Business Communications Best Practice 4 – Limit Expanding Ambiguity
We’re familiar with the childhood game where a verbal message is shared child-to-child around a seated circle and the last person in the chain hears a message completely different than the original oration. We experience this same expanding ambiguity in our business communications. These, however, are not a game and the differences can greatly impact the bottom line. Consequently, the question becomes why do our communications morph and how can these changes be limited?[wcm_restrict plans=”49192, 25542, 25653″]
Expanding Communications Ambiguity
All communications begin with a degree of ambiguity. Poorly chosen words, vague descriptions, inappropriate use of adjectives and adverbs, misused words, and mispronunciations are just a few ways in which the communicator contributes to communications uncertainty. The communications receiver adds another set of ambiguity drivers such as misunderstanding of word definitions, experience-driven distortion of communication meanings, and inappropriate attempts to ‘read between the lines.’ As the communication is passed from sender to receiver to receiver, to receiver, and so on, these ambiguity expanders accumulate and compound one another leading later message receivers at risk of receiving a bogus message. (See Figure 1 for an illustration of this principle.)
Figure 1: Growth of Communication Ambiguity
Table 1: Drivers of Communication Ambiguity
Limiting the Uncertainty
No one can eliminate all communications ambiguities. However, the following practices should be considered when sharing important messages that could result in significantly adverse outcomes:
- Express the message in writing
- Use simple words
- Construct the message at an elementary grade reading level
- Request repeat-backs to confirm understanding
- Follow-up to ensure proper understanding/execution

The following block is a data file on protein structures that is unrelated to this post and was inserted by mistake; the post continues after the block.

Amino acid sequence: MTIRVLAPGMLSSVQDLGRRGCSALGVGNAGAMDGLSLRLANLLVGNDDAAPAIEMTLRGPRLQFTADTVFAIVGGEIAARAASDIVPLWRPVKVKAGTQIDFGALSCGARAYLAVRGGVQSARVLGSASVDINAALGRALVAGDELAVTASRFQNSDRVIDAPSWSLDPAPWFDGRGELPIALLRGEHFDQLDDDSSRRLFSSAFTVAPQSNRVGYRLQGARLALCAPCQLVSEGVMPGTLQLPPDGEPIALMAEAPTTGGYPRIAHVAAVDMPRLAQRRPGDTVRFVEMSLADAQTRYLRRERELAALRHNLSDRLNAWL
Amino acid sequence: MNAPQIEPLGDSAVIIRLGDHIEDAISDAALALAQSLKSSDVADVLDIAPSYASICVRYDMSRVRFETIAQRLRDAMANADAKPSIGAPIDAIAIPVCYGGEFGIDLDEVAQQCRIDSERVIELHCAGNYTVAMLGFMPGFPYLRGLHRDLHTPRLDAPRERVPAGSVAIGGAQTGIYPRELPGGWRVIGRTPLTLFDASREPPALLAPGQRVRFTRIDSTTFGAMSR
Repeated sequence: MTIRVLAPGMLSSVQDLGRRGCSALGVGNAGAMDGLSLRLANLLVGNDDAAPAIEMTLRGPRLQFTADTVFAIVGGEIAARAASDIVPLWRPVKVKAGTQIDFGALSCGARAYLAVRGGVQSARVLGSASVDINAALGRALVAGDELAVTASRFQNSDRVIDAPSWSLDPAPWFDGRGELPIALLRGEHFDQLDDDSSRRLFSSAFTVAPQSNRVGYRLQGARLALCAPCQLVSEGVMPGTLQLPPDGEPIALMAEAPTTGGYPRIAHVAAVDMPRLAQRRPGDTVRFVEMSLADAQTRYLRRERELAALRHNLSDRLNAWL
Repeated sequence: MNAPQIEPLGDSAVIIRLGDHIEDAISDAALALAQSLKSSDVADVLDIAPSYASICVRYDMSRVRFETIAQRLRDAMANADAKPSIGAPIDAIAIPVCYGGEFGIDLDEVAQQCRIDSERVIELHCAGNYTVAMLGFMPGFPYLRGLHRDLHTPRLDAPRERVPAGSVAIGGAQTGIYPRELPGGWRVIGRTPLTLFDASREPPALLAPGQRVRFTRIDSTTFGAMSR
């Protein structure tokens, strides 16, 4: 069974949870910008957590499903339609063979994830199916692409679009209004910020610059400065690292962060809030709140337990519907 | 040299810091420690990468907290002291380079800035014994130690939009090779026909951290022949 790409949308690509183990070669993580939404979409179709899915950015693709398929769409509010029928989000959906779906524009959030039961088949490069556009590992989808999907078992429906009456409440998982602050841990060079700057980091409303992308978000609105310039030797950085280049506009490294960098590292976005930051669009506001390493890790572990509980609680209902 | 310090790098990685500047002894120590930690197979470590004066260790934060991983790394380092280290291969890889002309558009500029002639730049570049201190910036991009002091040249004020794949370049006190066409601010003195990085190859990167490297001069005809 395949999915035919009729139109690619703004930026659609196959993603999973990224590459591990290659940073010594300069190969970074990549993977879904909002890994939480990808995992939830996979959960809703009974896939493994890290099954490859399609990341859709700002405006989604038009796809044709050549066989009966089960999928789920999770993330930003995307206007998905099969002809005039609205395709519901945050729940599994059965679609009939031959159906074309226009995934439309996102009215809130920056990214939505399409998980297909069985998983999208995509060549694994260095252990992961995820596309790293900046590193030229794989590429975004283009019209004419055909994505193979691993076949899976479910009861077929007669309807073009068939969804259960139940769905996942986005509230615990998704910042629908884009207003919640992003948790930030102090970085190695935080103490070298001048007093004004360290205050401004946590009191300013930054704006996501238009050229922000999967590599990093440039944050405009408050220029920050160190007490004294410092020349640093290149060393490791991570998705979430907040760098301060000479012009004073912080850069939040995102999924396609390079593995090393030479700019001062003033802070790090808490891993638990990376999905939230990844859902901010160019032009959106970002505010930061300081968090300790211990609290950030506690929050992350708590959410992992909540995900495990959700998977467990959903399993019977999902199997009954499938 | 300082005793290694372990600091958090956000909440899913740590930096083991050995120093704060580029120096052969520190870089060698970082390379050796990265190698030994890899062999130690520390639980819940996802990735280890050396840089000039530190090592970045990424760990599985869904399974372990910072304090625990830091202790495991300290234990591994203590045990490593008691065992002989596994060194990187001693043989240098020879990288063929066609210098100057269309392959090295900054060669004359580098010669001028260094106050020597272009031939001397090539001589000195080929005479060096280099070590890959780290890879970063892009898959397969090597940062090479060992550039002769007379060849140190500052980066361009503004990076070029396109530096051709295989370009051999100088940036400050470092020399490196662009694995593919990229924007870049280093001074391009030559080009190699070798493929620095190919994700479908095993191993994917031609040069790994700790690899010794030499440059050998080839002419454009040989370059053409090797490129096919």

- Avoid using absolutes and excessive use of adjectives/adverbs
- Actively listen to recipients’ feedback; checking for biases and adjusting the message accordingly
There is a significant risk of expanding communications ambiguity when translating messages into different languages. In addition to the uncertainty listed above, translators compound the number of individuals through which the communication must pass and languages don’t tend to translate in a one-for-one basis. Consequently, there is a doubling of the rate in which communication ambiguity grows when translating from one language to another. The best mitigator, in this case, is if the communicator is bilingual and able to translate his or her own message.[/wcm_restrict][wcm_nonmember plans=”49192, 25542, 25653″]
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About the Author
Nathan Ives is a StrategyDriven Principal and Host of the StrategyDriven Podcast. For over twenty years, he has served as trusted advisor to executives and managers at dozens of Fortune 500 and smaller companies in the areas of management effectiveness, organizational development, and process improvement. To read Nathan’s complete biography, click here.
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